Sher Aqa is a street food
seller in Kabul, who has kept his business since 11 years ago. He says he gives
his customers a decent meal in exchange for 50 afghanis and many customers rush
Street food varies from
place to place. People enjoy it universally for it is cheap, convenient, and
easily accessed. But when it comes to the Afghan capital, Kabul, the business
of street food has all those characteristics except convenience and safety.
Alongside crowded expensive
restaurants of Kabul, street foods are also thriving. The business is widely
running in most populated streets across the city with a broad popularity among
residents of Kabul, mostly for drivers of public buses, street vendors,
students of universities and schools, and workers.
Food vendors are expanding
their menus in different areas. From Bolani to Burger, fried liver, and Qaboli Palaw,
are all available in relatively cheaper price on the streets.
While a large number of
customers are routinely consuming street foods, some people think it is not
healthy and clean. There are also some people who have unexpected experience of
eating streets foods.
Abdullah, a resident of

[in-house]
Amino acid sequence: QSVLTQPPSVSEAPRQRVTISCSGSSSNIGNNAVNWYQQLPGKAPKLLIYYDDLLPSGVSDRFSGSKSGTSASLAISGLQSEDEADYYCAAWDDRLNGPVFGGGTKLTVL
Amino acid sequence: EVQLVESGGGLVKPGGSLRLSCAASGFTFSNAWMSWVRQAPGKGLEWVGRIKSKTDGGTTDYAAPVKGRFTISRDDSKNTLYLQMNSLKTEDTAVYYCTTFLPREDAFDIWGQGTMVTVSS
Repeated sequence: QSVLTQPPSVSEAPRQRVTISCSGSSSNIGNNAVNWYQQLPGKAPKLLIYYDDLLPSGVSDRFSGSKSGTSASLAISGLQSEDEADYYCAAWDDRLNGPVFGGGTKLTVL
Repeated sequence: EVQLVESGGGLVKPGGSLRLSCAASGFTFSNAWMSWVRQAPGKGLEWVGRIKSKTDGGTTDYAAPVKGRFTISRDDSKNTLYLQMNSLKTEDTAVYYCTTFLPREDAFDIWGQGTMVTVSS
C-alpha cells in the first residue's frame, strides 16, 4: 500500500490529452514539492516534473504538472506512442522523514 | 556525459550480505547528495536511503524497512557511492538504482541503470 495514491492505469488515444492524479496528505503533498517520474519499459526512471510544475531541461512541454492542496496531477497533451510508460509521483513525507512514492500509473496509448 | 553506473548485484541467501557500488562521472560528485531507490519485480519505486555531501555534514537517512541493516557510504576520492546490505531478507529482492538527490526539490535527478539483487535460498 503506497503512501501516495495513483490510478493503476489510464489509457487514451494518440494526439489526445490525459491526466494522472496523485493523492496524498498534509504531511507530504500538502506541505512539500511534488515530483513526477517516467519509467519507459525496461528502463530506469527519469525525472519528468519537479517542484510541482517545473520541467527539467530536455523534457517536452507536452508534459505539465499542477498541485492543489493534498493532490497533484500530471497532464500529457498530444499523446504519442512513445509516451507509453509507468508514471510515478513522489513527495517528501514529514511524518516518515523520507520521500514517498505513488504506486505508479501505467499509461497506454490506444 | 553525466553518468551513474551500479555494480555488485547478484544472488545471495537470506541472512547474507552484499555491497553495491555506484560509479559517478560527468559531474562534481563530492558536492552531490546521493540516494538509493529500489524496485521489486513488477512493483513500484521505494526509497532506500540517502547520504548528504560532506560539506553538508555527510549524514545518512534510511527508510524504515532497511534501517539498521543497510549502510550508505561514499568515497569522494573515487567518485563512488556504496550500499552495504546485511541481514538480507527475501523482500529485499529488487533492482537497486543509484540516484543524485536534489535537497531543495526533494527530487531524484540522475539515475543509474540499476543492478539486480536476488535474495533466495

Kabul, shares his unpleasant experience of consuming street food. He says that
once he became ill after buying and eating cooked beans on the roadside.
However, many food vendors
claim that their food ingredients are as clean as the ingredients used by
restaurants. Abdullah Sultani, who fries liver at Kot-e Sangi, says that he has
already received a license by the Ministry of Public Health and pays the government
up to 80 afghanis tax on monthly basis. “Everything, we use, taken from oil to
vegetables and liver are all registered at the Ministry,” Mr. Sultani said.
A large number of food
vendors say that most people like their food because of its good quality and
reasonable price. Doctors, however, advise people not to risk their health for
cheap and unhealthy food.
Dr. Najibullah Amarkhail,
who works at a private hospital, says that if people pay 50 afghanis for food
then they will have to spend at least 1,000 afghanis for their health. He says
most of his patients are those who take street food. According to him, “people
shouldn’t use roadside foods. These foods cause different diseases including
nausea, diarrhea, taeniasis, and other infectious diseases.”
The Ministry of Public
Health says that a new rule for ‘food safety’ is under the process and soon
will be implemented. According to a number of officials at the Ministry, this
rule has eight chapters and 34 articles applicable on every food business.
According to statistics,
over 80 people have come to the Ministry this year for medical examination. Ahmad
Rasheed Ahmadyar, who is working at the Ministry of Public Health, says none of
the policies and rules set by the Ministry of Public Health are implemented on